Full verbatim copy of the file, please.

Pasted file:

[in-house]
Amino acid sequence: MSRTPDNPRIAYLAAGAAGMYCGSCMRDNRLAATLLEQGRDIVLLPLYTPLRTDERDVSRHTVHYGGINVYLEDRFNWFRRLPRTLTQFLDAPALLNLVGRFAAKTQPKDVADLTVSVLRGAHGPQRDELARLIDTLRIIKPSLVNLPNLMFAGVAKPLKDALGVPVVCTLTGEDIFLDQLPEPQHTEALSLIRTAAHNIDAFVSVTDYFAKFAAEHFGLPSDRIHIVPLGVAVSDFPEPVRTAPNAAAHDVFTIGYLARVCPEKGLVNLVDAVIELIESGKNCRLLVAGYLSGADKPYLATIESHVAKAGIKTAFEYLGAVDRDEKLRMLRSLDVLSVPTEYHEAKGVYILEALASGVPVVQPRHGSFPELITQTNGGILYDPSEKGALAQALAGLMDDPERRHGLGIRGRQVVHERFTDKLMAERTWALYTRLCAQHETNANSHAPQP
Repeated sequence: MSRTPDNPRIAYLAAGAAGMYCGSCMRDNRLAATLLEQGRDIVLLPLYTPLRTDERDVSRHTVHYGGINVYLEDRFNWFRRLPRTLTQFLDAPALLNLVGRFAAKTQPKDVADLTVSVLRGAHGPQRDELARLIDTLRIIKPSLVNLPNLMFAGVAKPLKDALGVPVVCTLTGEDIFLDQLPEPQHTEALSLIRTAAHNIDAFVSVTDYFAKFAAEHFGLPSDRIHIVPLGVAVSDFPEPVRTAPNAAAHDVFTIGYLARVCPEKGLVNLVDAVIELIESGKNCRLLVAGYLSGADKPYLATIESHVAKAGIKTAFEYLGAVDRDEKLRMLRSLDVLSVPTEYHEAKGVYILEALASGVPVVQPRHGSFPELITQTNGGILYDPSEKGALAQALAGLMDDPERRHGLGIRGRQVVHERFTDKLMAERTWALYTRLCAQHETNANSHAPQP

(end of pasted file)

[in-house]
Amino acid sequence: MSRTPDNPRIAYLAAGAAGMYCGSCMRDNRLAATLLEQGRDIVLLPLYTPLRTDERDVSRHTVHYGGINVYLEDRFNWFRRLPRTLTQFLDAPALLNLVGRFAAKTQPKDVADLTVSVLRGAHGPQRDELARLIDTLRIIKPSLVNLPNLMFAGVAKPLKDALGVPVVCTLTGEDIFLDQLPEPQHTEALSLIRTAAHNIDAFVSVTDYFAKFAAEHFGLPSDRIHIVPLGVAVSDFPEPVRTAPNAAAHDVFTIGYLARVCPEKGLVNLVDAVIELIESGKNCRLLVAGYLSGADKPYLATIESHVAKAGIKTAFEYLGAVDRDEKLRMLRSLDVLSVPTEYHEAKGVYILEALASGVPVVQPRHGSFPELITQTNGGILYDPSEKGALAQALAGLMDDPERRHGLGIRGRQVVHERFTDKLMAERTWALYTRLCAQHETNANSHAPQP
Repeated sequence: MSRTPDNPRIAYLAAGAAGMYCGSCMRDNRLAATLLEQGRDIVLLPLYTPLRTDERDVSRHTVHYGGINVYLEDRFNWFRRLPRTLTQFLDAPALLNLVGRFAAKTQPKDVADLTVSVLRGAHGPQRDELARLIDTLRIIKPSLVNLPNLMFAGVAKPLKDALGVPVVCTLTGEDIFLDQLPEPQHTEALSLIRTAAHNIDAFVSVTDYFAKFAAEHFGLPSDRIHIVPLGVAVSDFPEPVRTAPNAAAHDVFTIGYLARVCPEKGLVNLVDAVIELIESGKNCRLLVAGYLSGADKPYLATIESHVAKAGIKTAFEYLGAVDRDEKLRMLRSLDVLSVPTEYHEAKGVYILEALASGVPVVQPRHGSFPELITQTNGGILYDPSEKGALAQALAGLMDDPERRHGLGIRGRQVVHERFTDKLMAERTWALYTRLCAQHETNANSHAPQP